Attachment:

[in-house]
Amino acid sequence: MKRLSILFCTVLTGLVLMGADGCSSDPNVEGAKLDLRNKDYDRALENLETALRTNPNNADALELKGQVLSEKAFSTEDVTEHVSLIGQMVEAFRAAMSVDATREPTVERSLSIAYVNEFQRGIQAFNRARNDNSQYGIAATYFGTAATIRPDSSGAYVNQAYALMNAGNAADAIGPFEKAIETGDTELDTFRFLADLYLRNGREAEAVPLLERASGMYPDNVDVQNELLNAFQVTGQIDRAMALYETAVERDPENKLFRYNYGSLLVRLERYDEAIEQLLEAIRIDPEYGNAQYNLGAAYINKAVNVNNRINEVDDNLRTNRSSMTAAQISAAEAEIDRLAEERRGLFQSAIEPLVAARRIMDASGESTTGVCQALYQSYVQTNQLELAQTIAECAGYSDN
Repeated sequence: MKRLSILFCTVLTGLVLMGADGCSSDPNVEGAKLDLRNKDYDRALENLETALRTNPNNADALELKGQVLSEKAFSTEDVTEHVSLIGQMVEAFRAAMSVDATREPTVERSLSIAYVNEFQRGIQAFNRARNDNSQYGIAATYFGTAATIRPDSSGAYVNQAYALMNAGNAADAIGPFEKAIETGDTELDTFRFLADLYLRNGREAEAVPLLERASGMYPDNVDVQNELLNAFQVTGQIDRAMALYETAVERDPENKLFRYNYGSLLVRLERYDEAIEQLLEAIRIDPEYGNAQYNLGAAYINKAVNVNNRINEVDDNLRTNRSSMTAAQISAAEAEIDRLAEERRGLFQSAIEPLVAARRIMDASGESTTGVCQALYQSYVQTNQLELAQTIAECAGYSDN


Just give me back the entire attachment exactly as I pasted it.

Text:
[in-house]
Amino acid sequence: MKRLSILFCTVLTGLVLMGADGCSSDPNVEGAKLDLRNKDYDRALENLETALRTNPNNADALELKGQVLSEKAFSTEDVTEHVSLIGQMVEAFRAAMSVDATREPTVERSLSIAYVNEFQRGIQAFNRARNDNSQYGIAATYFGTAATIRPDSSGAYVNQAYALMNAGNAADAIGPFEKAIETGDTELDTFRFLADLYLRNGREAEAVPLLERASGMYPDNVDVQNELLNAFQVTGQIDRAMALYETAVERDPENKLFRYNYGSLLVRLERYDEAIEQLLEAIRIDPEYGNAQYNLGAAYINKAVNVNNRINEVDDNLRTNRSSMTAAQISAAEAEIDRLAEERRGLFQSAIEPLVAARRIMDASGESTTGVCQALYQSYVQTNQLELAQTIAECAGYSDN
Repeated sequence: MKRLSILFCTVLTGLVLMGADGCSSDPNVEGAKLDLRNKDYDRALENLETALRTNPNNADALELKGQVLSEKAFSTEDVTEHVSLIGQMVEAFRAAMSVDATREPTVERSLSIAYVNEFQRGIQAFNRARNDNSQYGIAATYFGTAATIRPDSSGAYVNQAYALMNAGNAADAIGPFEKAIETGDTELDTFRFLADLYLRNGREAEAVPLLERASGMYPDNVDVQNELLNAFQVTGQIDRAMALYETAVERDPENKLFRYNYGSLLVRLERYDEAIEQLLEAIRIDPEYGNAQYNLGAAYINKAVNVNNRINEVDDNLRTNRSSMTAAQISAAEAEIDRLAEERRGLFQSAIEPLVAARRIMDASGESTTGVCQALYQSYVQTNQLELAQTIAECAGYSDN